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  1. #1
    nick2price is offline Member
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    Default Getting around inheritence

    I am still on the topic of inheritance, but this issue maybe due to the requirements of the work, just wanted to see if there is a way around it.
    So i have an addItem method in my Borrower class
    Java Code:
    public void addItem(LibraryItem libraryItem)
        {
            itemsBorrowed[i] = libraryItem;
            i++;
                
        }
    This method is overridden in its subclass
    Java Code:
    /**Overridden addItem method from Borrower class*/
        public void addItem(LibraryItem libraryItem)
        {
            if(staffItems>MAX_ITEMS) //If staff has more items that are allowed
            {
                System.out.println("The maximum number of items allowed is 10" + "\n" + "You currently have " + MAX_ITEMS +
                                   "out at the moment");
            }
                    
            else 
            {
                super.addItem(libraryItem);
                staffItems++;
            }        
            
        }
    Now in a tottally seperate class called library, which basically acts as my controller, i want to add an item to a borrowers personal array.
    Now the Library class has its own arrays to store users and items in the library
    Java Code:
     private Borrower[] libraryUsers = new Borrower[50];  //Libraries Borrower array
        private LibraryItem [] libraryItems = new LibraryItem[50]; //Libraries LibraryItem array
    Now when i come to loan an item to a user, using the addItem method, i realistically want it too call the overridden subclass method as seen above. But to do this, in my library class i am using the following code
    Java Code:
    libraryUsers[user].addItem(libraryItems[item]);
    Which i was hoping would point to a specific user in the library and use the addItem method to add an item to their personal array. Well, it does, but i get an arrayIndexOut ofBounds exception if i try to add more than 10 items whic tells me is that it is doing it through the addItem method in the superclass (As the warning i created in the subclass isnt being thrown). This then in my opinion is because libraryUsers[user]. is instantiating my Borrower class, and not the subclass, hence its the method in the Borrower class which is called. If i am right, is there any logical way of resolving this issue, without changing the array type?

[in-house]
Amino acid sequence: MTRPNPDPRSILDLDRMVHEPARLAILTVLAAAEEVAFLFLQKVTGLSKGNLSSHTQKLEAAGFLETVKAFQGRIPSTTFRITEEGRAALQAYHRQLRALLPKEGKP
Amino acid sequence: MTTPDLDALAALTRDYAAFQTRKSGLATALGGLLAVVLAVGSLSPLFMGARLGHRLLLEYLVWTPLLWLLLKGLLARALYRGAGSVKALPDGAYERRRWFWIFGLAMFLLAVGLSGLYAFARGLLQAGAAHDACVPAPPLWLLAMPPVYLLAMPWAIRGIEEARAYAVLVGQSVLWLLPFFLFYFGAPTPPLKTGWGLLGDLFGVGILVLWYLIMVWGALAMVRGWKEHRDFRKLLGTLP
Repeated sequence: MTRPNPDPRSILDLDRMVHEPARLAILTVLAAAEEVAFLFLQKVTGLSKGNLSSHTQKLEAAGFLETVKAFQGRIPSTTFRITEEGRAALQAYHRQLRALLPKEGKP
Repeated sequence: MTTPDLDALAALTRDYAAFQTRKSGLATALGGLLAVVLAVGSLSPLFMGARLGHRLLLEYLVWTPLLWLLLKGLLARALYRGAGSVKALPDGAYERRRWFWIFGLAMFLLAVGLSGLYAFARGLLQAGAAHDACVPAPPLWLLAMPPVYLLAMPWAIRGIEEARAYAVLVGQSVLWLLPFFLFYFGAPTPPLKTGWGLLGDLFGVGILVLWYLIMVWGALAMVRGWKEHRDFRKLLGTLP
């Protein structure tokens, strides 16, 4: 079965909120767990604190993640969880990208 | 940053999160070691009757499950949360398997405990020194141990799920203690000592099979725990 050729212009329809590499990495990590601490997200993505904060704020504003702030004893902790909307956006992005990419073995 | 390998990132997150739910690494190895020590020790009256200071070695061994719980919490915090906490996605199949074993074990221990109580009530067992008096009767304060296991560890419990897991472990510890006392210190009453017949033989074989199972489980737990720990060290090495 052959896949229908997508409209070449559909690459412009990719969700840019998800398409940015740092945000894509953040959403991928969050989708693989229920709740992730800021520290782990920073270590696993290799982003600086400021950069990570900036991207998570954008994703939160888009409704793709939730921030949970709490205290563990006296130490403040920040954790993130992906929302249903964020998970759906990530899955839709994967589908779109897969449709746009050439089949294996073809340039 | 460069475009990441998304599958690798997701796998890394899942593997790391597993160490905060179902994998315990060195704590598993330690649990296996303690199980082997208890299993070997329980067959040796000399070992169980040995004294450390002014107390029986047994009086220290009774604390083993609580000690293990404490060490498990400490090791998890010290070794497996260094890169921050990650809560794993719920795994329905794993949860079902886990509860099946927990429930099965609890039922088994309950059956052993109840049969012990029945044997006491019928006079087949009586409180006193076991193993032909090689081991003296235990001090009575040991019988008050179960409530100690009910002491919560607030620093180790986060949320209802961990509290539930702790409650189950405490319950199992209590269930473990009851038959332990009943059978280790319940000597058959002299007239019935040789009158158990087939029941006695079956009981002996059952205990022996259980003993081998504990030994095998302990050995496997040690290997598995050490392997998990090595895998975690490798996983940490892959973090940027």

cheers

  2. #2
    Fubarable's Avatar
    Fubarable is offline Moderator
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    Default

    I think I've seen some of your code before in the Sun forums. If I remember correctly, I believe that your Borrow class is abstract, and if so it is impossible for it to be instantiated.

    What you should do is step through your code with a debugger to see exactly what is going on just before and during the throwing of the exception. If this fails, then create an SSCCE and post it here.

    Good luck.

    EDIT:
    I've just done a quick search of your posts on the Sun site and have come up with this thread begun by you that confirms that your Borrower class is in fact abstract:
    Java Programming - question about inheritence
    The thread also has some decent discussion about your inheritance issues and their solutions. You would do well to post this and similar links in future posts of this nature.
    Last edited by Fubarable; 01-18-2009 at 07:42 AM.

  3. #3
    nick2price is offline Member
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    Default

    yeah, this topic has been on sun forums, good help there, but its been dead all night, only 2 members logged in. The Borrower class is abstract, but that doesnt stop you from creating an array of that type. And then if you call a method through this array, like i have done, i suppose that is instantiating. Everything compiles fine, maybe its doing somthing else then. I will go back step by step and try to debug it.
    thanks

  4. #4
    Fubarable's Avatar
    Fubarable is offline Moderator
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    Default

    The Borrower class is abstract, but that doesnt stop you from creating an array of that type.
    You are absolutely correct here. You can declare and instantiate an array of an abstract class or even an interface.

    And then if you call a method through this array, like i have done, i suppose that is instantiating.
    But here you are wrong. You cannot instantiate an abstract class or interface. Period.

    Everything compiles fine, maybe its doing somthing else then. I will go back step by step and try to debug it.
    I think that you're on the right track here.

    Good luck and good night (gracious! it's almost 1 am here!)

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